‘Parasite’ Sparked A Subtitle Debate After The Oscars. As A Deaf Woman, Here’s What I Think.

Do you hate subtitles? Then this article is for you.
Richard Shotwell/Invision/AP

I have a challenge for you. Whenever you watch a movie or TV show this week, put subtitles on. The specifics are up to you: Maybe you’ll finally sit down and watch “Roma” with the aid of subtitles, or maybe you’ll have “The Office” playing quietly in the background with the captions on so you can glance over to catch the joke that you didn’t quite hear.

You might have noticed that I’m conflating subtitles (translations of foreign dialogue) with closed or open captions (descriptive text of all the audio for the d/Deaf and hard of hearing). I tend to do this because to me, they are the same thing. But let’s talk about subtitles first, and then I’ll explain.

There’s been a public debate about Americans’ use of subtitles this week. After ”Parasite” took home the golden statue for Best Picture at the Oscars last Sunday, Vox celebrated its unexpected (and unprecedented) win by pointing out, “Americans just don’t like reading subtitles.” This would appear to be true if you happened to glance at the trending #subtitles debate on Twitter. Some, like celebrity Draya Michele, confessed to finding it too “stressful” and complained about not being able to be on their phones while watching a movie.

Mother Jones writer Kevin Drum took this sentiment even further in an article titled, “It Should Come As No Surprise That Most Film Audiences Prefer Dubbing to Subtitles.” He writes: “My pet peeve is that of course no one likes subtitles. After all, they eliminate one of the key aspects of the acting craft: reading lines. It is faux sophistication of the highest order to pretend that this shouldn’t — or doesn’t — matter. … It’s only to say that spoken dialogue is a key part of the theatrical experience. Of course it matters.” I agree with Mr. Drum that it matters greatly, but not in the way that he seems to think.

It is true that with dubbing, you get to hear an actor read lines in a language that you can understand, but the voice, tone and intonation of the original actor’s line reading have been replaced by another’s voice and artistic choices. With subtitles, audiences get to simultaneously read the meaning of the dialogue and hear the original line reading the way it was meant to be experienced.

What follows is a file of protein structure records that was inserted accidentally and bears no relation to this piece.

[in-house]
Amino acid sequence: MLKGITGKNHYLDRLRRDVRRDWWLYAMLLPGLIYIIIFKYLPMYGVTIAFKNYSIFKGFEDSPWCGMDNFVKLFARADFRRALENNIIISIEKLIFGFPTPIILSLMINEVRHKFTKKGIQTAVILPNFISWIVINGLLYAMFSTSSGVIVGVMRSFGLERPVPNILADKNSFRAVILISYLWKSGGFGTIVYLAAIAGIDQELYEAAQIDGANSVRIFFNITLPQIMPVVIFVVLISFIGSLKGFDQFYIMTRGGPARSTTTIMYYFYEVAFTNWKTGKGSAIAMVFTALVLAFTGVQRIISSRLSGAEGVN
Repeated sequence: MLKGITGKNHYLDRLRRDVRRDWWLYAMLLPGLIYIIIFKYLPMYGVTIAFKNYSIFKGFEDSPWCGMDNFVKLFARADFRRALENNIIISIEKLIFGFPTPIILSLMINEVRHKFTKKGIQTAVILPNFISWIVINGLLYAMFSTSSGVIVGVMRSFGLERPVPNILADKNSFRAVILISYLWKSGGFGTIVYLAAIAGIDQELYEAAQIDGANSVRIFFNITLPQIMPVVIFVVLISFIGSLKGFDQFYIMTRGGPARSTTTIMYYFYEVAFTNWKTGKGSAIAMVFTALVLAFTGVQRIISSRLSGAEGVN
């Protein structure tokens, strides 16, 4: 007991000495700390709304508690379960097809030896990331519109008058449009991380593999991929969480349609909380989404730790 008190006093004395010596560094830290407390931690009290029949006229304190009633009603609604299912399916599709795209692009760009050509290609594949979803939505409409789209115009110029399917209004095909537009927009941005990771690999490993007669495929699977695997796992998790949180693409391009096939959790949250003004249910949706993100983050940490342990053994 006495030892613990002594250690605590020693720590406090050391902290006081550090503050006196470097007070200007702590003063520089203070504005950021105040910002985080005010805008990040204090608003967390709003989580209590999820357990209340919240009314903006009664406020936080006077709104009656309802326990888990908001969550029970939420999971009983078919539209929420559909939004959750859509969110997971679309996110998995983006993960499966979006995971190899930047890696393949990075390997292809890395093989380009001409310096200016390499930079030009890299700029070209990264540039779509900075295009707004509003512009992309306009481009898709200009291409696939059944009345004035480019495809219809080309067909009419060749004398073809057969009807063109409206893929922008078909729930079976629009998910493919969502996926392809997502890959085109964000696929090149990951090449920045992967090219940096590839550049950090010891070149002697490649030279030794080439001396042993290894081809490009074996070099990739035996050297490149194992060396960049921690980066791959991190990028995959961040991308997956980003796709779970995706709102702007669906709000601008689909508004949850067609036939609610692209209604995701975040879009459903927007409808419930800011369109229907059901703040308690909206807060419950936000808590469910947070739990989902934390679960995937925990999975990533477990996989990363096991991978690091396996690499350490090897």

Secondly, Drum writes strongly about subtitles being a “pet peeve” for him. And that right there is the element of this debate that I personally find so interesting. I’m watching all of you squabbling over small words on the screen as if it’s a matter of personal preference, when it is in fact a matter of basic accessibility for more than 15% of Americans.

Approximately 37.5 million Americans over the age of 18 have at least some trouble hearing. I am one of them. Having been profoundly deaf for most of my life, I have a unique perspective on this topic.

Although we always had the closed captioning turned on at home, going to the movie theater was an exercise in frustration and disappointment. I loved movies: Just walking into the theater and inhaling the scent of buttered popcorn made my heart race. But for many years growing up, movies didn’t love me back. I distinctly remember going to see ”Shrek” around the age of 11, being bored to tears for two hours due to the lack of captions, and walking out of the theater feeling robbed as my family chatted about the movie’s jokes and plot twists.

By the time I was in my teens and early 20s, I was thrilled to find that most major theaters near me offered small but consistent showings of film releases with open captions on the screen. These showtimes were often at odd hours (never on the release date) and almost always empty of other moviegoers. It seemed that nobody else wanted captions on their movie screen, but I didn’t care. I luxuriated in having a whole row to myself.